Name: Brad, Julie and Rye Olcott
Location: Dolores Heights, San Francisco, California
Size: 2,500 sq feet (not including 1st floor studio)
Years lived in: 3 years; owned
Your home says a lot about you, and the home that Brad and Julie have created speaks volumes about their artistic sensibilities and love of clean and bright spaces. Their sunny Victorian home, situated in Dolores Heights, San Francisco, is warm, modern, welcoming, and filled with art, as befits the home of an artist whose work can be seen all over the city and will soon be featured in the new San Francisco Transbay Center.
Julie is an artist who is currently working on a 20,000 square foot terrazzo floor for the Grand Hall in the new Transbay Center, which will be completed in 2015. When this project is completed, it will be the largest fine art application of that material in history. Brad, Director of User Experience at SurveyMonkey, also has a great visual sense, and together the two of them have created a home that reflects the people that live there and their thoughtful design aesthetic.
Brad and Julie were living in SOMA when they decided to relocate to leafy Dolores Park. After searching for 6 months they found the home of their dreams, a Victorian renovated by architect Anne Fougeron. On their reasons for the move, Brad said:
"We chose to live in Dolores Heights after living in the SOMA district because it's a leafy, quiet neighborhood with great weather, and walking distance to three of the most charming, vibrant and trendy areas of the city: Noe Valley, The Castro and The Mission. Additionally, this neighborhood is great for raising our son because there are many young families here and it's very close to Dolores Park, arguably the best park and playground in the city."
Brad, Julie, and their 3 year old son Rye love their home and neighborhood, and after staying with the family for a few days thanks to an Airbnb rental, it was easy to see why. I quickly fell for it as well, and upon returning home started my own Dolores Heights home search.
During my stay, Julie's studio was located on the top floor next to Rye's room while work was being done on the ground floor. The renovation of the ground floor will be completed in May, and this will be where Julie's new studio space will be located. The couple is expecting a new arrival in September, which makes having the additional bedroom space ideal. I can hardly wait to see how the bedroom and studio will look and hope that Brad and Julie will send along photos for a tour update including the nursery and studio space.
Apartment Therapy Survey:
My Style: Simple with curated moments.
Inspiration: We are inspired by objects that are both functional and beautiful, that tell a story through their materiality, where they came from or the artists who made them.
Favorite Element: The glass walls.
Biggest Challenge: Keeping the balance; between old and new, being clean and organized yet still warm and inviting.
What Friends Say: They love the amount of natural light and how everything is organized and has its place.
Biggest Embarrassment: We can go overboard being organized and tend towards OCD. If we are not careful, the house can feel too controlled and staged.
Proudest DIY: Our Dining Room Table — we sourced the wood from Indonesia and had it cut to our design. The steel frame was created by our friend Matt Jones, who is a Los Angeles based artist.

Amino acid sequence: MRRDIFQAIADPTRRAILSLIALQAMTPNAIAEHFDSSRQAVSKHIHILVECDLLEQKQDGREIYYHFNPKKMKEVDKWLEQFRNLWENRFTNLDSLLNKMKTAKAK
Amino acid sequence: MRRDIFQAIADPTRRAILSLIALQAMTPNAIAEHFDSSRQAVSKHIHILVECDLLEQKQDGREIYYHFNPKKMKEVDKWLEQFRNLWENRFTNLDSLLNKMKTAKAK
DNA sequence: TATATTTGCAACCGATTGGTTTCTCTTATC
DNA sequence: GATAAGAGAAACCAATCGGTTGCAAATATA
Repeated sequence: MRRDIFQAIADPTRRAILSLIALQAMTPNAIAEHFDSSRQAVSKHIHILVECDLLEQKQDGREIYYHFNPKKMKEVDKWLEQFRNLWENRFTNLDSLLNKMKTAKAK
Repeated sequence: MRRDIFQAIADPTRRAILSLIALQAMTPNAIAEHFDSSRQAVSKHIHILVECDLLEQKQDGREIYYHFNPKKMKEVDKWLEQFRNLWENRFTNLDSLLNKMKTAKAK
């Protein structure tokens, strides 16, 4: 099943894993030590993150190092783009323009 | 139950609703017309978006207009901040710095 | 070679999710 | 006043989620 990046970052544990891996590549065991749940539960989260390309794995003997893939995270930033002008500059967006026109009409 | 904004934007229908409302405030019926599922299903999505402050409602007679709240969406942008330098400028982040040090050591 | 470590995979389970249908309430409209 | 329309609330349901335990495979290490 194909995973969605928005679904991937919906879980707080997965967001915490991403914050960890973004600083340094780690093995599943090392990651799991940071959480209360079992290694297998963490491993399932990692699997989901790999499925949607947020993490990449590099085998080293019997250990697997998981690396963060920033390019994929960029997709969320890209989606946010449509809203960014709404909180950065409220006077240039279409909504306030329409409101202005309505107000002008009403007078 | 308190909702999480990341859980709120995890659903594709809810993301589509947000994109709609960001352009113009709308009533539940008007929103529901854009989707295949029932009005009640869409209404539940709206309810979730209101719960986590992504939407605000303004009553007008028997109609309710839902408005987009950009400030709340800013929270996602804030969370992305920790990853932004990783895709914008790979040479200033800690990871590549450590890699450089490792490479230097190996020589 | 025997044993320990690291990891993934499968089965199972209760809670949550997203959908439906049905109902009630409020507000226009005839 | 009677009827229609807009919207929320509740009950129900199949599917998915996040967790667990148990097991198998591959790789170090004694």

Biggest Indulgence: The hand blown glass dining room chandelier from Lindsey Adelman Studios.
Best Advice: Be patient and buy for the long term. Reduce clutter by purging unused or damaged items on a regular basis. Don’t be afraid to invest in beautiful classic pieces, storage bins and containers. Whenever possible buy second hand and choose natural or industrial materials. It’s good for the environment, and what you have will be timeless and will continue to look good even after a lifetime of wear and tear.
Dream Sources: “Simple Home” by Mark & Sally Bailey, Big Daddy’s Antiques, Barn Light Electric, Monument, Pinterest
Resources of Note:
PAINT & COLORS
- Benjamin Moore “Sparrow” for the Dining Room Ceiling
- Benjamin Moore “Timid White” on Doors and Trim
- All walls are a basic flat white which makes for easy touch ups
- Pendant Light: Alameda Flea Market
- 17c French Zinc Mirror: The Marston House
- Emmanuella Fattini and Carl Magnusson Ivy Umbrella Stand
- Vintage Milk Crate: Alameda Flea Market
- Petrie Sofa and Armchairs: Crate & Barrel
- Grete Jalk Danish Modern Coffee Table: Alameda Flea Market
- George Neslson Bubble Lamps: DWR
- DWR Photon Rug: Craigslist
- Saarinen Side Table: Craigslist
- Vintage French Pharmacy Postcard Carousel
- “Texas” triptych by Lordy Rodriguez
- Dining Table and Benches: Wood sourced from Indonesia via Asiantique in Oakland, Steel Frame made by Matt Jones
- Chandelier: Lindsey Adelman Studios
- Mini-Buffet: Inherited from friend and repainted using Benjamin Moore Iron Clad Deep Bronze
- Small Card Carousel: Alameda Flea Market
- Large Wire Storage Basket: Big Daddy Antiques
- Tolix Stools: DWR
- “Untitled” by Reed Danziger
- Wood Serving Bowls and Boards: collected from various trips
- Tripod Lamp: Tripod Sourced from Alameda Flea Market, wired by Dog Fork Lamps
- Vintage Jielde Lamps: Ebay
- Vintage Suzani - Istanbul
- Military Storage Side tables: Alameda Flea Market
- Tate Bed: Crate & Barrell
- Round Felt Rug: Peace Industries
- Railroad Crossing Sign: Alameda Flea Market
- Railroad table: DIY Project using a coffee table found at the Alameda Flea Market
- Teepee: Land of Nod
- Ikat Curtains: Etsy
- Vintage Metal Cabinet: SS21
Thanks, Brad & Julie!
(Images: Joelle Alcaidinho)
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